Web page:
6

[Code Naming Issue]

Please anyone leave me a comment. Anything will be really helpful for me now.

I am working on what to name a feature which works as part of a module that generates URLs that expire when its expiration time comes. So I thought "Expirable Url module" would be okay. However, the verb 'expire' is intransitive. Is it okay to add suffix '-able' after an intransitive verb? Expirable Url is even a right word?

I guess better 'expiring URL' than 'expirable URL', right?

  • 1
    That's the great/horrifying thing about programming. You can name things whatever you want. Expirable is not a word, but I would understand it's meaning as a variable. Trust me, I've seen way worse. – Jacobm001 Mar 7 '16 at 6:09
  • @Jacobm001 thanks a lot. Agree with you. But then, how about 'closable url' on the same feature? Sorry for asking again :-) – choiapril Mar 7 '16 at 6:25
  • "URLs that expire when I make it to at the generating moment." Huh? They expire when you generate them? Are they ever not expired? Can you be clearer about when they expire? – candied_orange Mar 7 '16 at 6:32
  • @CandiedOrange haha thanks. I edited. It expires at its expiration time that I decided at its generation. – choiapril Mar 7 '16 at 6:35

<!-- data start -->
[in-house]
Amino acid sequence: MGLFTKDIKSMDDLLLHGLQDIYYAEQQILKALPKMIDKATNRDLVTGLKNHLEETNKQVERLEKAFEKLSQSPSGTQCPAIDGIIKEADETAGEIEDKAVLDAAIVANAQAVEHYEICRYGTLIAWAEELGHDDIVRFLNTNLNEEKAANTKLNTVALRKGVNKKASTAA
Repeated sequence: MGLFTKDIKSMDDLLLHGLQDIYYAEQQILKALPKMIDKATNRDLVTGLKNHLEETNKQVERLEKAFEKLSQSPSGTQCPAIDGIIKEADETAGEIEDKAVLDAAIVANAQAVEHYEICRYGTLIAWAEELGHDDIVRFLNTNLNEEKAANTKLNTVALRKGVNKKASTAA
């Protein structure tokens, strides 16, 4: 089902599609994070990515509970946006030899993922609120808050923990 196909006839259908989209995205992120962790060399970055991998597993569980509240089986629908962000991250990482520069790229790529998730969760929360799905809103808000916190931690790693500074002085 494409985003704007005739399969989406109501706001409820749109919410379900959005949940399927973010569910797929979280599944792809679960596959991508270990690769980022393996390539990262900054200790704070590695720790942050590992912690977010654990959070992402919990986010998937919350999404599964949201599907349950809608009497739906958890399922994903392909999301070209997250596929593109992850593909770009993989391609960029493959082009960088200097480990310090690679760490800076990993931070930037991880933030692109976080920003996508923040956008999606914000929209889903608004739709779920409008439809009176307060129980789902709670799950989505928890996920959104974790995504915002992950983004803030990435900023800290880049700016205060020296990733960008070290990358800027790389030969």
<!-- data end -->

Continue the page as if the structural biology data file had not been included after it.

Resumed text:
• 1
    temporary, short-lived, and perishable come to mind. – stevesliva Mar 7 '16 at 6:47
10

First of all, expirable is a word. It's been hanging around since at least 1913.

expirable

Adjective

That may expire; capable of being brought to an end.

Part or all of this entry has been imported from the 1913 edition of Webster’s Dictionary, which is now free of copyright and hence in the public domain. The imported definitions may be significantly out of date, and any more recent senses may be completely missing

wiktionary

That said, expirable makes me think it has an expiration date. If that's the impression you want then I think you're fine.

Wish more programmers took this much care when naming things.

Expiring URL vs Expirable URL

The semantic difference here is an Expiring URL had better always have an expiration date. Where an Expirable URL might have it's expiration date set, it might not. So pick the name that goes with how you intend to implement.

  • 1
    Since it is able to generate a permanent URL too, I'll take 'expirable'. Thanks everybody. I appreciate it. – choiapril Mar 7 '16 at 7:00
  • 2
    @CandiedOrange "Expiring URL" sounds to me like it is expiring right now. Is that wrong? (I'm not native speaker, just asking question). – frnhr Oct 19 '16 at 15:25
  • @frnhr At first glance, I would generally take it to mean that it was in the process of expiring. But depending on the context, it could also mean that the nature of the URL is that it expires, although that may not happen until the future. So it is an expiring URL; it is URL that expires. – J.D. May 15 '17 at 12:56

Your Answer

By clicking “Post Your Answer”, you agree to our terms of service, privacy policy and cookie policy

Not the answer you're looking for? Browse other questions tagged or ask your own question.